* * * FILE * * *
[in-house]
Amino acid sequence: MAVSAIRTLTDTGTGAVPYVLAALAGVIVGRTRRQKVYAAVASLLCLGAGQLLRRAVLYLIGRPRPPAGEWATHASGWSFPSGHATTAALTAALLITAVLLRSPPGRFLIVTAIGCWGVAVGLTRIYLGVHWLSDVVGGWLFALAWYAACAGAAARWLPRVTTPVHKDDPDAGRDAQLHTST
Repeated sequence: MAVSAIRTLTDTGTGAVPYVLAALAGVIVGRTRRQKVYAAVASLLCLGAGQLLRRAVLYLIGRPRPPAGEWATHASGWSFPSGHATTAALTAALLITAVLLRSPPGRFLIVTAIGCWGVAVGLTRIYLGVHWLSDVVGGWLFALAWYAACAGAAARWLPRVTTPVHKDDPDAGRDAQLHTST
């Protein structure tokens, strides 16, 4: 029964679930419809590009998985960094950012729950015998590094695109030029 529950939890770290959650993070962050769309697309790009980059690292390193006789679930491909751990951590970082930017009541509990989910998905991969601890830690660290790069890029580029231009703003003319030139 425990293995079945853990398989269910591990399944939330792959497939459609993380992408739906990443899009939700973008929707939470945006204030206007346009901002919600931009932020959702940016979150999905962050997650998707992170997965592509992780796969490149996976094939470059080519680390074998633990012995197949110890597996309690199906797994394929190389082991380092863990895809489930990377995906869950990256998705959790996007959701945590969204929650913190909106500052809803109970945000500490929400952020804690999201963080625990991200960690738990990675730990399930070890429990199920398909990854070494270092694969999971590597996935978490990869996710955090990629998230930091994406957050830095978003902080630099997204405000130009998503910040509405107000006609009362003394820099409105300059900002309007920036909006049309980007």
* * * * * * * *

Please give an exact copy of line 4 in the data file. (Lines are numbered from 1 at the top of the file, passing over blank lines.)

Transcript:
């Protein structure tokens, strides 16, 4: 029964679930419809590009998985960094950012729950015998590094695109030029 529950939890770290959650993070962050769309697309790009980059690292390193006789679930491909751990951590970082930017009541509990989910998905991969601890830690660290790069890029580029231009703003003319030139 425990293995079945853990398989269910591990399944939330792959497939459609993380992408739906990443899009939700973008929707939470945006204030206007346009901002919600931009932020959702940016979150999905962050997650998707992170997965592509992780796969490149996976094939470059080519680390074998633990012995197949110890597996309690199906797994394929190389082991380092863990895809489930990377995906869950990256998705959790996007959701945590969204929650913190909106500052809803109970945000500490929400952020804690999201963080625990991200960690738990990675730990399930070890429990199920398909990854070494270092694969999971590597996935978490990869996710955090990629998230930091994406957050830095978003902080630099997204405000130009998503910040509405107000006609009362003394820099409105300059900002309007920036909006049309980007």